Speaking Boldly About Jesus
February 19, 2017 sermon
By John Ulrich, Senior Pastor
The story of Peter in Acts 4:1-22 encourages us to be bold in sharing our faith in Jesus because people need the hope of the Gospel.
- The Story of Peter’s Boldness: (Acts 4:1-22)
Peter healed a lame man at the Temple gate, he was arrested, and the next day he preached to the Sanhedrin, the same religious leaders who were responsible for Jesus’ death. Peter and John spoke provocatively and bravely, identifying the resurrected Jesus to be the only way to be saved. The leaders back down when they realized the healing of the lame man could not be denied.
- The Source of Peter’s Boldness:
The disciples had seen the difference in their own lives and the lives of other believers when they were transformed by the Gospel. We cannot not speak about what Jesus has done in our lives.
b. Holy Spirit
Peter was filled with the power of the Holy Spirit in his bold sharing of the Gospel (Acts 4:8). As Christians, we need to ask for the Holy Spirit’s guidance and power, listen to what He says, and obey.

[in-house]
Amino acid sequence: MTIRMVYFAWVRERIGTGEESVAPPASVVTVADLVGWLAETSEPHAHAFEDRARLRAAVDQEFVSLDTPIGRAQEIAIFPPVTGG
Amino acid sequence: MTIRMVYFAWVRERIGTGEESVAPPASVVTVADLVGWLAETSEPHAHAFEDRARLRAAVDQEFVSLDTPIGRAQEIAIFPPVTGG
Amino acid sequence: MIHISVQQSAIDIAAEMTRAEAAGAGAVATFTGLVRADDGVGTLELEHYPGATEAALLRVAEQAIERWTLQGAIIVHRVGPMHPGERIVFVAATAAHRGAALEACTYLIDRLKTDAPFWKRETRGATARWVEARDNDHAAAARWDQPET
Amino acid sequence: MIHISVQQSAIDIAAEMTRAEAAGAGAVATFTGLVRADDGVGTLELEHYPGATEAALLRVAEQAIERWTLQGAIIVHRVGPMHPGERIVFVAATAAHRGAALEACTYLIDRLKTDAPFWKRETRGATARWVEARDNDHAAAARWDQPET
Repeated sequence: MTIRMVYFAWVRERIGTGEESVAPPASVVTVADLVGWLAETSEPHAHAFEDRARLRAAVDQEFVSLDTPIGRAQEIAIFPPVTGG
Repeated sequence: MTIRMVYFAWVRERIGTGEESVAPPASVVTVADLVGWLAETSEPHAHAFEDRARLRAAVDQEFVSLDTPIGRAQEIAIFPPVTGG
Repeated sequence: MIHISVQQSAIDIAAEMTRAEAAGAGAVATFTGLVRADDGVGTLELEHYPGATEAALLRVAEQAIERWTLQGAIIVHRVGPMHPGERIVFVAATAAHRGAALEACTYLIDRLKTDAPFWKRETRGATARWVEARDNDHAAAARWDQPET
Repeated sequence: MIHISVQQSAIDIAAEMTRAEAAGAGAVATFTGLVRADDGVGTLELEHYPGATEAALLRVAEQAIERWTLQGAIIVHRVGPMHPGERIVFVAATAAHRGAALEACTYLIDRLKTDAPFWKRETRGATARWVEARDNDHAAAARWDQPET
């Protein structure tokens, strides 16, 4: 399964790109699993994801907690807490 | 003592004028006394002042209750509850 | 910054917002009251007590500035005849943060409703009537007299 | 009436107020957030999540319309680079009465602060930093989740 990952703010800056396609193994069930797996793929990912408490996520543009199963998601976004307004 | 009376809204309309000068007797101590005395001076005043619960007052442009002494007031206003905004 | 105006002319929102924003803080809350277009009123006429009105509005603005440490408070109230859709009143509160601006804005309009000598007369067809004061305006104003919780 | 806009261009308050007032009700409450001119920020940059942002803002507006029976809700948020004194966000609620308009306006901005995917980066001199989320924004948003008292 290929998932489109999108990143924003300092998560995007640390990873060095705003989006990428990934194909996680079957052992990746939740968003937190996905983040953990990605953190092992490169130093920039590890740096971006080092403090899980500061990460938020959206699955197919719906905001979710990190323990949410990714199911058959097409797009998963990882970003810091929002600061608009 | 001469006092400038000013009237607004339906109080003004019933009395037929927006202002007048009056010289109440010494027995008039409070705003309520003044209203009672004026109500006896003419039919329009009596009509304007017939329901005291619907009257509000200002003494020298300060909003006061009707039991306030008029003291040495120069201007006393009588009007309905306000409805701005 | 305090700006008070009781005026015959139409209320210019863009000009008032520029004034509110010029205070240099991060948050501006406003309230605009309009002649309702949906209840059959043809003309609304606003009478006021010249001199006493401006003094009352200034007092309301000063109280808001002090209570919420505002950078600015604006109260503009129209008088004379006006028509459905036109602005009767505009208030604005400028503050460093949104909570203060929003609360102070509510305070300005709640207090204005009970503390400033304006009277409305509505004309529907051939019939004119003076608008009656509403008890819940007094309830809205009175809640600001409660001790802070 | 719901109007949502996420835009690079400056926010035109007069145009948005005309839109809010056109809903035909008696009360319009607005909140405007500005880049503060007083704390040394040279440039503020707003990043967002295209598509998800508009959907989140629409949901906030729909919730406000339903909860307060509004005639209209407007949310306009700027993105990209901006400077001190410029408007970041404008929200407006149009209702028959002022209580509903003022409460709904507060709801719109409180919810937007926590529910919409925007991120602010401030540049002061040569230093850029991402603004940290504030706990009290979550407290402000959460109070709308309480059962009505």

- The Conviction of Peter’s Message: Speaking to the religious leaders of Israel, Peter proclaimed salvation is only found in Jesus (Acts 4:12). Although this idea was unpopular then and certainly is now in this post modern multicultural society, the Gospel has not changed. We still need a Savior to forgive us of sin and thus clear the path to the presence of God Himself. The Holy Spirit gives us boldness to speak this truth that no other religion offers.
- The Result of Peter’s Risk:
a. God protected Peter and John. Safety is not found in the absence of danger but in the presence of God. Usually God protects, not always.
b. God grows the Church